McGee: when Abraham first went into the Land of Promise, he was a stranger. God told him that his people would go down to the land of Egypt where they would become a nation. Israel began as a nation in Egypt, and anti-Semitism was born in Egypt. The Bible tells of their sufferings, their hardships, their persecutions, and their troubles in Egypt. Then god remembered His covenant with them, heard their cry, looked upon the children of Israel, and had respect unto them. God delivered them from Egypt, and this psalm begins with the wilderness march. Footnote

This psalm begins by celebrating one of the central themes of the book of the Exodus—the separation of Israel from Egypt. And it came to pass on that same day the Jehovah brought the sons of Israel out of the land of Egypt by their armies (Ex. 12:51). The psalmist, in a way, is fulfilling a command of Moses, issued to the two generations who left Egypt, but a mandate which continues for all time to all Jews: “Remember this day in which you went out from Egypt, from the house of bondage; for by a powerful hand, Jehovah brought you out from this place.” (Ex. 13:3b). “And they will know that I am Jehovah, their God, Who brought them out of the land of Egypt, that I might dwell among them; I am Jehovah their God.” (Ex. 29:46).

Judah became for His sanctuary;

Israel His realms.



Judah became His sanctuary

and Israel His realm.

The use of the names Judah and Israel indicate that this psalm was likely written after the split between the two kingdoms. From v. 1 to v. 2, we have the movement from Egypt into the Land of Promise and the conquering of the Land of Promise.

The two common synonyms used for Israel are Israel and Jacob because these are the two names used of the ancestor of all of Israel. However, when Israel was split into two kingdoms, the northern kingdom was Israel and the southern kingdom was Judah. This verse indicates that the author of this psalm lived after the dividing of the Jews into two monarchies. Despite the fact that this was written after the dividing of the kingdom, the psalmist still looks upon Israel as one people.


Sanctuary comes from the word qôdesh (ש דֹק ) [pronounced koe-DESH], which is a noun meaning holiness, sacredness, apartness, that which is holy, holy things. In the singular, it often means sacred dwelling place, sanctuary, inner room [reserved for spiritual things]. Strong's #6944 BDB #871. We have the 3rd person masculine singular suffix, meaning that God has set Israel apart for Himself, for a place to dwell, as a place of holiness on this fallen and corrupt earth.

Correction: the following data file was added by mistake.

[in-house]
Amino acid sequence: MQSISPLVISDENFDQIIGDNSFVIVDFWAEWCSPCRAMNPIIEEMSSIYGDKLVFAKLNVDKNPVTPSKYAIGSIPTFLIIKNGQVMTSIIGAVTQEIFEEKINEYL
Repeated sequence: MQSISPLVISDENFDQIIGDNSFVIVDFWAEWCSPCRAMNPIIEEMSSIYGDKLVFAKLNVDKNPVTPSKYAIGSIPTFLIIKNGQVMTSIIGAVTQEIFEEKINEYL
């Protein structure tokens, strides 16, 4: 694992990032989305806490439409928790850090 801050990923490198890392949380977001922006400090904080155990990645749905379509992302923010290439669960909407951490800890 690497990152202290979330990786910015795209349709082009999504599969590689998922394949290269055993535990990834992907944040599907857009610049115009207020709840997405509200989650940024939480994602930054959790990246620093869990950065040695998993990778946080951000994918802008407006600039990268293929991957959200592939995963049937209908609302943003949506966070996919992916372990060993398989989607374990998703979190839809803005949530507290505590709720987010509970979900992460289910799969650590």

The next noun is the plural of the Hebrew word memeshâlâh (ה ָל ָש  ׃מ מ) [pronounced meme-shaw-LAW], which means ruler, dominion, realm; in the plural, our best rendering would be realm. Strong’s #4475 BDB #606. This is where God places Himself on this earth. We know that His Presence is further confined, so to speak, to the ark of the covenant inside the holy of holies.

McGee: God is speaking now of the whole nation being a tabernacle. God’s original intention was that Israel would be a nation of priests—not just one tribe—which means they were to be priests for the world. I think tha t that is what will happen in the Millennium when Israel will serve in the earthly temple. Footnote

The key here is that God would dwell within a particular country insofar as the working out of His plan and purpose were concerned. The change in dispensations brought about almost the opposite of what I would have expected. I would have thought that God would have first worked within many nations when the mode of transportation and the communication between nations was slow. However, God remained very centralized from the time period of Abraham to the resurrection of our Lord. “Then I will take you for My people, and I will be your God; and you will know that I am Jehovah your God, Who brought you out from under the burdens of the Egyptians.” (Ex. 6:7). “And you will be to me a kingdom of priests and a holy nation.” (Ex. 19:6a). “And I will dwell among the sons of Israel and I will be their God. And they will know that I am Jehovah their God Who brought them out of the land of Egypt, that I might dwell among them; I am Jehovah their God.” (Ex. 29:45–46). Then Moses and the Levites the priests spoke to all Israel, saying, “Be silent and listen, O Israel! This day you have become a people for Jehovah your God.” (Deut. 27:9; also see Ex. 15:17). This did not mean that He did not reach out to other nations nor did it mean that Gentiles could not be saved. All Gentiles who placed their faith in the God of Israel, Jesus Christ, even for just an instant, were saved at that time with results that continued forever. There is every indication within the Bible that the power and the authority of the God of Israel reached to all the nations around them. The nations that Israel conquered or fought against were well aware of their God. When they entered into the land of Canaan, the entire population had heard of the God of Israel and were in desperate fear of His power. There were a few, Rahab and her family, who trusted in Jesus Christ and were delivered from the wrath to come. No doubt there were some who believed, but would not take a stand and they perished in the rubble of Jericho (although their souls are delivered forever by the hand of God).

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God Has Control over the Sea and the Land

The sea looked then fled;

the Jordan turned [itself] to back.